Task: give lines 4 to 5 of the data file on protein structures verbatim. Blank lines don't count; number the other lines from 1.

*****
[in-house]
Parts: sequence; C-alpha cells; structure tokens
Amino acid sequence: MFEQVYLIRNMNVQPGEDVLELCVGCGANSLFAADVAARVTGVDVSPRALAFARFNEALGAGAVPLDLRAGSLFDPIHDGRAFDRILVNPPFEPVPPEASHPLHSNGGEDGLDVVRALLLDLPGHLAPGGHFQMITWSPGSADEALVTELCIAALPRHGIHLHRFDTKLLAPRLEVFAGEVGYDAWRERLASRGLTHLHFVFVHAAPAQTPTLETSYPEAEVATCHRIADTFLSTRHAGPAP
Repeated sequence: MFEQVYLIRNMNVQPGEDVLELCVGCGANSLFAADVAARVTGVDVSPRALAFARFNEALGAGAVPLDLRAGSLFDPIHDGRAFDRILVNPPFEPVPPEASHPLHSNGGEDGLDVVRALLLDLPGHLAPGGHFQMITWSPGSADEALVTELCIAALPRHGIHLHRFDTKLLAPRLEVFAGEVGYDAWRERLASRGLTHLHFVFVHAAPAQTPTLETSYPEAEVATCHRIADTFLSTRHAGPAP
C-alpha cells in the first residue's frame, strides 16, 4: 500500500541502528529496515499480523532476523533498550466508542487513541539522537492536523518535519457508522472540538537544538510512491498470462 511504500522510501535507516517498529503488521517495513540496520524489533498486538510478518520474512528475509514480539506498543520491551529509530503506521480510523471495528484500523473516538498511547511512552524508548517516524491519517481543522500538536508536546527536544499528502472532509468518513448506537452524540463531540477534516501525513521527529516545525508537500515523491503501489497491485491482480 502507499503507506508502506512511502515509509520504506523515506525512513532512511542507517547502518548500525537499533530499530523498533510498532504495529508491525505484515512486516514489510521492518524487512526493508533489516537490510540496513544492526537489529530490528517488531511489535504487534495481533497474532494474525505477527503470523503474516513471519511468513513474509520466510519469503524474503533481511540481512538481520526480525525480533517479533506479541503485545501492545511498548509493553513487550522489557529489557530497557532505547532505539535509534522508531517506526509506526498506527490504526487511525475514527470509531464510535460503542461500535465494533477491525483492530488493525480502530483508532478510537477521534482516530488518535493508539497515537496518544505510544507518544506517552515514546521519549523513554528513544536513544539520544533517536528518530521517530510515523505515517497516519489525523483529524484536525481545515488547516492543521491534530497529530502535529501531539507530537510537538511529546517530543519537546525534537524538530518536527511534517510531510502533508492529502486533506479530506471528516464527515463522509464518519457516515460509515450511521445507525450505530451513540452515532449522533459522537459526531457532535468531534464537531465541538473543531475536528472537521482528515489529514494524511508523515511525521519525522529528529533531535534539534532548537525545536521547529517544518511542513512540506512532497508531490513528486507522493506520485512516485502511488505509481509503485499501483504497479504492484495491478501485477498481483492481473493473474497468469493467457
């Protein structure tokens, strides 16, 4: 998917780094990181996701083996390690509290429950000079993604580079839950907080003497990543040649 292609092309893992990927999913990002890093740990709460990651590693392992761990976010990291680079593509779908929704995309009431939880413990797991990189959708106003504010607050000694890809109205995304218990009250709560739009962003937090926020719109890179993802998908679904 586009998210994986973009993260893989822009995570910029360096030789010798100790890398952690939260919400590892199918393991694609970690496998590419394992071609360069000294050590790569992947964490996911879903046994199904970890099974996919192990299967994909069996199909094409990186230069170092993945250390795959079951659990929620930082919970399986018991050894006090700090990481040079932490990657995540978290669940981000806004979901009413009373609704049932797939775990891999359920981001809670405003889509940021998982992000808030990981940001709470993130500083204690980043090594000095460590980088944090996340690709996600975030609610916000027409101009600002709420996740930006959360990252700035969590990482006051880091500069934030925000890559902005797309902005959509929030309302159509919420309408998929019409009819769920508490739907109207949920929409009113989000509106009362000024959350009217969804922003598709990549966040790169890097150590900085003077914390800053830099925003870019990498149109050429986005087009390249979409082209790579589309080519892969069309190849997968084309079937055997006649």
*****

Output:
Repeated sequence: MFEQVYLIRNMNVQPGEDVLELCVGCGANSLFAADVAARVTGVDVSPRALAFARFNEALGAGAVPLDLRAGSLFDPIHDGRAFDRILVNPPFEPVPPEASHPLHSNGGEDGLDVVRALLLDLPGHLAPGGHFQMITWSPGSADEALVTELCIAALPRHGIHLHRFDTKLLAPRLEVFAGEVGYDAWRERLASRGLTHLHFVFVHAAPAQTPTLETSYPEAEVATCHRIADTFLSTRHAGPAP
C-alpha cells in the first residue's frame, strides 16, 4: 500500500541502528529496515499480523532476523533498550466508542487513541539522537492536523518535519457508522472540538537544538510512491498470462 511504500522510501535507516517498529503488521517495513540496520524489533498486538510478518520474512528475509514480539506498543520491551529509530503506521480510523471495528484500523473516538498511547511512552524508548517516524491519517481543522500538536508536546527536544499528502472532509468518513448506537452524540463531540477534516501525513521527529516545525508537500515523491503501489497491485491482480 502507499503507506508502506512511502515509509520504506523515506525512513532512511542507517547502518548500525537499533530499530523498533510498532504495529508491525505484515512486516514489510521492518524487512526493508533489516537490510540496513544492526537489529530490528517488531511489535504487534495481533497474532494474525505477527503470523503474516513471519511468513513474509520466510519469503524474503533481511540481512538481520526480525525480533517479533506479541503485545501492545511498548509493553513487550522489557529489557530497557532505547532505539535509534522508531517506526509506526498506527490504526487511525475514527470509531464510535460503542461500535465494533477491525483492530488493525480502530483508532478510537477521534482516530488518535493508539497515537496518544505510544507518544506517552515514546521519549523513554528513544536513544539520544533517536528518530521517530510515523505515517497516519489525523483529524484536525481545515488547516492543521491534530497529530502535529501531539507530537510537538511529546517530543519537546525534537524538530518536527511534517510531510502533508492529502486533506479530506471528516464527515463522509464518519457516515460509515450511521445507525450505530451513540452515532449522533459522537459526531457532535468531534464537531465541538473543531475536528472537521482528515489529514494524511508523515511525521519525522529528529533531535534539534532548537525545536521547529517544518511542513512540506512532497508531490513528486507522493506520485512516485502511488505509481509503485499501483504497479504492484495491478501485477498481483492481473493473474497468469493467457